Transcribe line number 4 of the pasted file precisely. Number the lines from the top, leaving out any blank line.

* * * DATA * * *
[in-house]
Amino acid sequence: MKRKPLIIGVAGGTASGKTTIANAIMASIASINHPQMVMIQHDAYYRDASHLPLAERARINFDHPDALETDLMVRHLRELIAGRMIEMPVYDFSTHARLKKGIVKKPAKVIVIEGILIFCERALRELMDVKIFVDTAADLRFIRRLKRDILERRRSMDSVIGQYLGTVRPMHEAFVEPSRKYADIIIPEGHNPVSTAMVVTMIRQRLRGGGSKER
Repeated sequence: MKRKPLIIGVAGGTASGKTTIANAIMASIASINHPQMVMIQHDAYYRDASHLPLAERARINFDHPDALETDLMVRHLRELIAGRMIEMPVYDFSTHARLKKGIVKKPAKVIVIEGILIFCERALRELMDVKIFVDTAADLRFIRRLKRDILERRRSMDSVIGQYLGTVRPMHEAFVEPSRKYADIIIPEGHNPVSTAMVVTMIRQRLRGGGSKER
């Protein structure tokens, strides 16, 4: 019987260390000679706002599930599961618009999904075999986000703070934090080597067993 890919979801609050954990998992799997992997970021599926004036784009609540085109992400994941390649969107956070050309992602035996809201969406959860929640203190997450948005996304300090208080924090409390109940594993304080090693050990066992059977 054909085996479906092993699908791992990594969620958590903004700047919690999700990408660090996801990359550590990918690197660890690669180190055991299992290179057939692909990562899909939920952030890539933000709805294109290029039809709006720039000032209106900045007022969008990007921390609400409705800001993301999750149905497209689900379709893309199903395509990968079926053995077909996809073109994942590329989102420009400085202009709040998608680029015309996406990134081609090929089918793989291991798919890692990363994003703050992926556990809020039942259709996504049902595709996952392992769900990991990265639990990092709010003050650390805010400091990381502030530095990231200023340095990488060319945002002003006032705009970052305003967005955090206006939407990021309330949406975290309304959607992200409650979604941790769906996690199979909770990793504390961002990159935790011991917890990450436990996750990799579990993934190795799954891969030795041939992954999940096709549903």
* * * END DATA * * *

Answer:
């Protein structure tokens, strides 16, 4: 019987260390000679706002599930599961618009999904075999986000703070934090080597067993 890919979801609050954990998992799997992997970021599926004036784009609540085109992400994941390649969107956070050309992602035996809201969406959860929640203190997450948005996304300090208080924090409390109940594993304080090693050990066992059977 054909085996479906092993699908791992990594969620958590903004700047919690999700990408660090996801990359550590990918690197660890690669180190055991299992290179057939692909990562899909939920952030890539933000709805294109290029039809709006720039000032209106900045007022969008990007921390609400409705800001993301999750149905497209689900379709893309199903395509990968079926053995077909996809073109994942590329989102420009400085202009709040998608680029015309996406990134081609090929089918793989291991798919890692990363994003703050992926556990809020039942259709996504049902595709996952392992769900990991990265639990990092709010003050650390805010400091990381502030530095990231200023340095990488060319945002002003006032705009970052305003967005955090206006939407990021309330949406975290309304959607992200409650979604941790769906996690199979909770990793504390961002990159935790011991917890990450436990996750990799579990993934190795799954891969030795041939992954999940096709549903």